I would like you to know the following: Since my first day of work in a newspaper’s city room — June 1973, The Patriot Ledger, Quincy, Massachusetts — I’ve been intrigued, entertained, impressed, inspired, mentored, awed and enlightened by the people who worked there. I can’t think of one reporter, critic or editor who, in the collegial atmosphere of city rooms, did not enhance my knowledge of the world in some way or expand my perspective on all kinds of issues facing American society. To a person, I cannot think of one who did not read books and talk about them (and many went on to write books); who did not have a rich understanding of history, culture and the arts, of sports and science and health, of politics and law and business; who did not know something about almost everything or everything about something (and who did not want to know more). The people I’ve known in all these years of newspaper work, including photographers, are and were some of the country’s greatest citizens — interested in the progress of society, in solving problems, in seeing that the government responds to the needs of people. They are and were vigilant and skeptical. That’s how we get the rap for being liberal — mainly because we challenge the status quo, the way things are done, and because, when we pick a side, it’s usually the side of the underdog.
At public speaking engagements, I’m usually asked about liberal bias in the media, and that’s my answer: In my experience, the reporters I’ve known are bright, informed, civic-spirited people who understand that their job is to ask questions, look at things as objectively as possible and bring government and private enterprise to account. We see our jobs as public service. We expose problems. Liberals, moderates and moderate conservatives understand the role we play. Conservatives with the most extreme view hate us. They have a vision for how things should be — how they’ve always been — and they see the news media as being intentionally and unnecessarily provocative by suggesting that there’s something wrong with the picture.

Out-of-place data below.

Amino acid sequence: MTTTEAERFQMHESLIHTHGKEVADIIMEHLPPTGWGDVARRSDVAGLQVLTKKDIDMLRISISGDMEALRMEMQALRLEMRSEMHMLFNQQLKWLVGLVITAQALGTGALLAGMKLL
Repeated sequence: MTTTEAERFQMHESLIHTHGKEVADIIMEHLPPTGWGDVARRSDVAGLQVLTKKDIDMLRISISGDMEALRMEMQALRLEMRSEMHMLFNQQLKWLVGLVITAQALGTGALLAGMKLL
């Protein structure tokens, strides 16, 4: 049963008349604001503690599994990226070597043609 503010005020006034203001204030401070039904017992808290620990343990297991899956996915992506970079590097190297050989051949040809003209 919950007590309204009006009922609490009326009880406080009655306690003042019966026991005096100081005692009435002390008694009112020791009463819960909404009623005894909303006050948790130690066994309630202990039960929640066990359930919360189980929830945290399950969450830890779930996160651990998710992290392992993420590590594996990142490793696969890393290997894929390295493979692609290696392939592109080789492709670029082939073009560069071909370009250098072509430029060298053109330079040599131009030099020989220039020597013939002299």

It’s not liberal bias that afflicts us so much as progress bias.
Yesterday, a colleague told me about the hate mail he received from an essay The Sun published this week. A Trump supporter on Facebook called me a dipshit the other day. I’m used to that sort of thing. It sounds almost like a cliche by now, but few of the Trump supporters I’ve heard from — in person, by email or on the phone — are able to argue a point, but they certainly can call you names or make some brief, unsubstantiated assertion. And they hate professional mainstream journalists. They trash us, as Trump often did, declaring us “the enemy of the people.”
That got me thinking about the good and great journalists I’ve known: Smart, educated, informed, curious, some of them wordly and even scholarly in the approach to their work. From small towns to big cities and thriving suburbs, the communities of this country are better off because smart, educated, informed and curious people chose, and still choose, journalism as a profession.
But, of course, we’ve lost so many good and great journalists over the last 20 years — mostly to downsizing by the corporations that came to own multiple newspapers after their original owners sold them off. We need to keep replenishing the ranks, and the country needs to keep and support an independent press.
That gets me to this: I worry that too few Americans appreciate what we do and take their “news” from clearly biased, unprofessional and even unethical sources that make them comfortable with their prejudices. I don’t know how democracy survives when so many Americans are content to stay on that junk-news diet. Sorry to bring up such a serious, existential question at the end of this post. But disinformation is a big problem in America, and getting us to face problems is part of my job.
Plus, my next Sun column is due today, and I gotta run. As we used to say after dictating stories over the phone: More to come.